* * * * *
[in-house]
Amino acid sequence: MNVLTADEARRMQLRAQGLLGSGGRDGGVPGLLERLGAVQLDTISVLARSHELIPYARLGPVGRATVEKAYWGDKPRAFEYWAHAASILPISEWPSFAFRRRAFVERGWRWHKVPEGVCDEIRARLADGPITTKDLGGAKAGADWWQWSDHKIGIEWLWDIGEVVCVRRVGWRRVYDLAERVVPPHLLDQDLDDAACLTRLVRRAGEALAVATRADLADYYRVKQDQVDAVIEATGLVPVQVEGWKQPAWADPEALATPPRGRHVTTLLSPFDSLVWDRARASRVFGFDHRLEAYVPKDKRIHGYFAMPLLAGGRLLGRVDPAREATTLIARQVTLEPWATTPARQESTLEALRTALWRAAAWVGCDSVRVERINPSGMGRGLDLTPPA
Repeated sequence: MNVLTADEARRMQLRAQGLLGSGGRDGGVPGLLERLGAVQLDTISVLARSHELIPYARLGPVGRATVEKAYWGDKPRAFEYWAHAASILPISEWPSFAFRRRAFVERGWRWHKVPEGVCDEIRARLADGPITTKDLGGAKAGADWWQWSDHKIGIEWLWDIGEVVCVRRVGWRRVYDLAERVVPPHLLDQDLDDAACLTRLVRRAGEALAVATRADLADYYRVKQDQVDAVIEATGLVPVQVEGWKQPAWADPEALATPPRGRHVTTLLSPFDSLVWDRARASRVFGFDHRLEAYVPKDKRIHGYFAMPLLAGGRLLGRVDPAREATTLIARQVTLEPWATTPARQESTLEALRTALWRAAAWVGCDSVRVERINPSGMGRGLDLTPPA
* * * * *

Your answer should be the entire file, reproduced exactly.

[in-house]
Amino acid sequence: MNVLTADEARRMQLRAQGLLGSGGRDGGVPGLLERLGAVQLDTISVLARSHELIPYARLGPVGRATVEKAYWGDKPRAFEYWAHAASILPISEWPSFAFRRRAFVERGWRWHKVPEGVCDEIRARLADGPITTKDLGGAKAGADWWQWSDHKIGIEWLWDIGEVVCVRRVGWRRVYDLAERVVPPHLLDQDLDDAACLTRLVRRAGEALAVATRADLADYYRVKQDQVDAVIEATGLVPVQVEGWKQPAWADPEALATPPRGRHVTTLLSPFDSLVWDRARASRVFGFDHRLEAYVPKDKRIHGYFAMPLLAGGRLLGRVDPAREATTLIARQVTLEPWATTPARQESTLEALRTALWRAAAWVGCDSVRVERINPSGMGRGLDLTPPA
Repeated sequence: MNVLTADEARRMQLRAQGLLGSGGRDGGVPGLLERLGAVQLDTISVLARSHELIPYARLGPVGRATVEKAYWGDKPRAFEYWAHAASILPISEWPSFAFRRRAFVERGWRWHKVPEGVCDEIRARLADGPITTKDLGGAKAGADWWQWSDHKIGIEWLWDIGEVVCVRRVGWRRVYDLAERVVPPHLLDQDLDDAACLTRLVRRAGEALAVATRADLADYYRVKQDQVDAVIEATGLVPVQVEGWKQPAWADPEALATPPRGRHVTTLLSPFDSLVWDRARASRVFGFDHRLEAYVPKDKRIHGYFAMPLLAGGRLLGRVDPAREATTLIARQVTLEPWATTPARQESTLEALRTALWRAAAWVGCDSVRVERINPSGMGRGLDLTPPA